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Shabbona's Ride:

A Flag Creek Ballad

By Thomas C. MacMillan


Shabbona, a portrait taken in Ottawa in 1859, the last year of his life. Courtesy Abraham Lincoln Presidential Library and Museum

Editor's Note: Henry Wadsworth Longfellow immortalized Paul Revere and his "midnight ride" for generations of young Americans. Thomas C. MacMillan of LaGrange wanted Illinoisans to remember another patriot: Shabbona, Chief of the Pottawatomies, whose selfless and daring ride across northern Illinois in 1832 warned prairie settlers of Black Hawk's advancing war parties and saved dozens of lives. Shabbona (1775-1859) was an Indian of the Ottawa tribe, born in Ohio. Although allied with British during the War of 1812, he became a loyal friend to the American settlers in later years. After the war Shabbona came to Illinois, married the daughter of a Pottawatomie chief, and became a chief of that tribe. In 1831-'32, when Black Hawk led his Fox and Sac warriors against the immigrants, committing atrocities at various settlements, Shabbona took to his horse and rode day and night, warning the settlers of their peril. For this act of kindness he endured personal hardship and his life was often threatened. In retaliation for warning the settlers, two of Shabbona's sons were killed by Black Hawk's warriors, and Shabbona was cursed thereafter as "the white man's friend."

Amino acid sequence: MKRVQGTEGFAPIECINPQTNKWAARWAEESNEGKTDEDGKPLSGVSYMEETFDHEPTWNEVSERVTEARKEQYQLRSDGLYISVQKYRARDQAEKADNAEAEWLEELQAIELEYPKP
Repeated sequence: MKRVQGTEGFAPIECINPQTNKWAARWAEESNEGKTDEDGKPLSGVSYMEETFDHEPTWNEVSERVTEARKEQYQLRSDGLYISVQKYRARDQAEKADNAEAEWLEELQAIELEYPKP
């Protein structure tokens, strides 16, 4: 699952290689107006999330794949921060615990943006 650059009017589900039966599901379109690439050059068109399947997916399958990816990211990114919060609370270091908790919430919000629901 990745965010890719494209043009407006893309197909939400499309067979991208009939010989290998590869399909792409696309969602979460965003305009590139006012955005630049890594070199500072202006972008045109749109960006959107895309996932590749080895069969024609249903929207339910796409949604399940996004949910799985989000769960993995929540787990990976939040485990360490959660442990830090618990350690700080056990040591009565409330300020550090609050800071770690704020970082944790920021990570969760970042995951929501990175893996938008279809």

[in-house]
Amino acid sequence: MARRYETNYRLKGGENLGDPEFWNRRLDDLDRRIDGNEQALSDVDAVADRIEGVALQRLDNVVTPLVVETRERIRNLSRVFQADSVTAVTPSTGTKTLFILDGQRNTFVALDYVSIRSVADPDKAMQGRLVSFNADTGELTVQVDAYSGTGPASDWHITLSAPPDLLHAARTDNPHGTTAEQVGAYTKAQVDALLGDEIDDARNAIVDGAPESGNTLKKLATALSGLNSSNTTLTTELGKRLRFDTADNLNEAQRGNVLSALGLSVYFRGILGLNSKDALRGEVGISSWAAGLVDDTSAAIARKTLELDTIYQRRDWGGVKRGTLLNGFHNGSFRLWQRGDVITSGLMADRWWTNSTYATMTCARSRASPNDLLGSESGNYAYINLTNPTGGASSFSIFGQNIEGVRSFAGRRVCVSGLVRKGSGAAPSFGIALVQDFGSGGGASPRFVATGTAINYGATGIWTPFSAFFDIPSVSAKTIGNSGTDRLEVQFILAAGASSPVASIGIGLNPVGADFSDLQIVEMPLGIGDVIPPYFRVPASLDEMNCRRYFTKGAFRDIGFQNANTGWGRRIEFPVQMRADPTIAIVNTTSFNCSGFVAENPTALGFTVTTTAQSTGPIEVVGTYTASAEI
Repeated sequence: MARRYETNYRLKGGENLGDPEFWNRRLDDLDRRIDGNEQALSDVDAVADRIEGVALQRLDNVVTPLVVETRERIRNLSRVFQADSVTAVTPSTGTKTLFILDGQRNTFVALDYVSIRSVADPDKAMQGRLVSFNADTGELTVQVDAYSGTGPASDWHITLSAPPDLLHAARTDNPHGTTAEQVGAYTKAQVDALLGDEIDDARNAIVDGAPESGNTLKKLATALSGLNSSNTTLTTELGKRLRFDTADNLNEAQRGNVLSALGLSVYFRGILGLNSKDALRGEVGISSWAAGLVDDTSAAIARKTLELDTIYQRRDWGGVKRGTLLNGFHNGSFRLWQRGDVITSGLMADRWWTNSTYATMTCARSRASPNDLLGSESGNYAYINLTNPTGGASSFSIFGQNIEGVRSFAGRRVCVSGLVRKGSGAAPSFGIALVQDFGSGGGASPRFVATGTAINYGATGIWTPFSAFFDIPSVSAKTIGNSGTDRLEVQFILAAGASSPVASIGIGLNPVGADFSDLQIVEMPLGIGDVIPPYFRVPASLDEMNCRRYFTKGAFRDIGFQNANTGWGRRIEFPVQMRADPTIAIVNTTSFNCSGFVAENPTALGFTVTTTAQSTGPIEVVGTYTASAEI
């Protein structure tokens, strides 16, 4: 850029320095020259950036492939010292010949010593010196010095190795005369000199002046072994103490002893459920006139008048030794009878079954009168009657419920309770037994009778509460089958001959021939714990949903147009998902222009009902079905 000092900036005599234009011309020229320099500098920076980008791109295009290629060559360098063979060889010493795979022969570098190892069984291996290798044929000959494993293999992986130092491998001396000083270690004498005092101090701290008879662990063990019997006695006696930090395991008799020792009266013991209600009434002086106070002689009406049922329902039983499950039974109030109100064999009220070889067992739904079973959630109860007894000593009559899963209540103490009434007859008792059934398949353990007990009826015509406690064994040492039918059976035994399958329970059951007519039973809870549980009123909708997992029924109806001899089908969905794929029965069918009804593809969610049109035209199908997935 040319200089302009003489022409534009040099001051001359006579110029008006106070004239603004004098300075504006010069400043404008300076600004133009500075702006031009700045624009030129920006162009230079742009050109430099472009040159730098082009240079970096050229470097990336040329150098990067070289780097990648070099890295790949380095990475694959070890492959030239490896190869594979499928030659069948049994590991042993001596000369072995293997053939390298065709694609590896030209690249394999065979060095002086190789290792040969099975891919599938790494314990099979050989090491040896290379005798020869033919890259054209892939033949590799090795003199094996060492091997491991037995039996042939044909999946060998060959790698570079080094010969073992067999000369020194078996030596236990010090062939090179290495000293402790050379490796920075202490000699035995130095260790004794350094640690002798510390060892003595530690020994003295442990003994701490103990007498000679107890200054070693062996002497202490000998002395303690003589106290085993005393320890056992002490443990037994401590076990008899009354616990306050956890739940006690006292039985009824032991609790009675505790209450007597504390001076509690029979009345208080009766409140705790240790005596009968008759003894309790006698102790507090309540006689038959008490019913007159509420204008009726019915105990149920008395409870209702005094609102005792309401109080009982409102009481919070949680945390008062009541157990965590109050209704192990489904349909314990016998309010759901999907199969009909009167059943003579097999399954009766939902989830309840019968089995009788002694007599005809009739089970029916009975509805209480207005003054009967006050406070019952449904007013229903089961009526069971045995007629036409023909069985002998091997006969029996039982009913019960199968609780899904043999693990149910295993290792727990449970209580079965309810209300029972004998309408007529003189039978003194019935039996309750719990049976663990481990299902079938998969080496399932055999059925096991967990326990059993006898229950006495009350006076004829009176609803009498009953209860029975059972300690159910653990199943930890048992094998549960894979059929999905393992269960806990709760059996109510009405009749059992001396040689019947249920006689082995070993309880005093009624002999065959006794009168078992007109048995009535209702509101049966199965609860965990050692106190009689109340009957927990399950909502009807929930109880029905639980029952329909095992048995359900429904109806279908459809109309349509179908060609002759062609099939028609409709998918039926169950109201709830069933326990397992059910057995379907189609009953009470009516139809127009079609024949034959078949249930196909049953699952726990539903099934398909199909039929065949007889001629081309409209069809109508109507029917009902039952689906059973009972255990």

Shabbona's sacrifice saved the lives of many early Illinoisans, who found shelter at Fort Dearborn (present-day Chicago) until the Black Hawk War ended. But Shabbona's friendship with whites was not often reciprocated. The small tract of land deeded to "him, his heirs, and assigns forever" for his services Shabbona Grove in present day DeKalb County was settled by squatters and sold out from under him in 1849.

But one man, George Armstrong, the former sheriff of Ottawa and a citizen of Morris, did not forget his debt, and promised Shabbona that "while I have a bed and home you shall share them with me." In 1858, Armstrong took Shabbona to hear the Lincoln-Douglas debates in Ottawa and arranged for the old chief to sit as a guest of honor on the platform with the speakers. According to published accounts, only once did Shabbona show emotion during the debates, when Stephen A. Douglas stated that he was "in favor of citizenship for white men, men of European birth and descent, and not conferring it upon Negroes, Indians, and other inferior races."

Shabbona eventually settled near Morris, Illinois, and died there in July 1859. A marker with his name was unveiled in 1903.